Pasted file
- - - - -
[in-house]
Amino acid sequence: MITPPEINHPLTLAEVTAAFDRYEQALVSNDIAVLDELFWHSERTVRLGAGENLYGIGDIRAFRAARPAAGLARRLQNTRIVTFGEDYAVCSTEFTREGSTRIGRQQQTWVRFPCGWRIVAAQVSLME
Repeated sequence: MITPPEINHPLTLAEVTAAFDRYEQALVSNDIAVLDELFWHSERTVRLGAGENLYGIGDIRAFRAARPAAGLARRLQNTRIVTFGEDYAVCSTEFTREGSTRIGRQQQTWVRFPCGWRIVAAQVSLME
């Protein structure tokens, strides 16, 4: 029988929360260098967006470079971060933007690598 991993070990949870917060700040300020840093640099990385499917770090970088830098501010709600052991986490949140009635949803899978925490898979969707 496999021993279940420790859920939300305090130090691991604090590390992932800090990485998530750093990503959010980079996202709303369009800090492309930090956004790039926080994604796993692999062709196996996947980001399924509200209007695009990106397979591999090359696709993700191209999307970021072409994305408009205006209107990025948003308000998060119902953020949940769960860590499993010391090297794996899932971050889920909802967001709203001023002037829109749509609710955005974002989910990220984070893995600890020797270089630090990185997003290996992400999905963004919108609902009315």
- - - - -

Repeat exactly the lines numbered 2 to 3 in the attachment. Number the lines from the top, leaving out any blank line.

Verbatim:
Amino acid sequence: MITPPEINHPLTLAEVTAAFDRYEQALVSNDIAVLDELFWHSERTVRLGAGENLYGIGDIRAFRAARPAAGLARRLQNTRIVTFGEDYAVCSTEFTREGSTRIGRQQQTWVRFPCGWRIVAAQVSLME
Repeated sequence: MITPPEINHPLTLAEVTAAFDRYEQALVSNDIAVLDELFWHSERTVRLGAGENLYGIGDIRAFRAARPAAGLARRLQNTRIVTFGEDYAVCSTEFTREGSTRIGRQQQTWVRFPCGWRIVAAQVSLME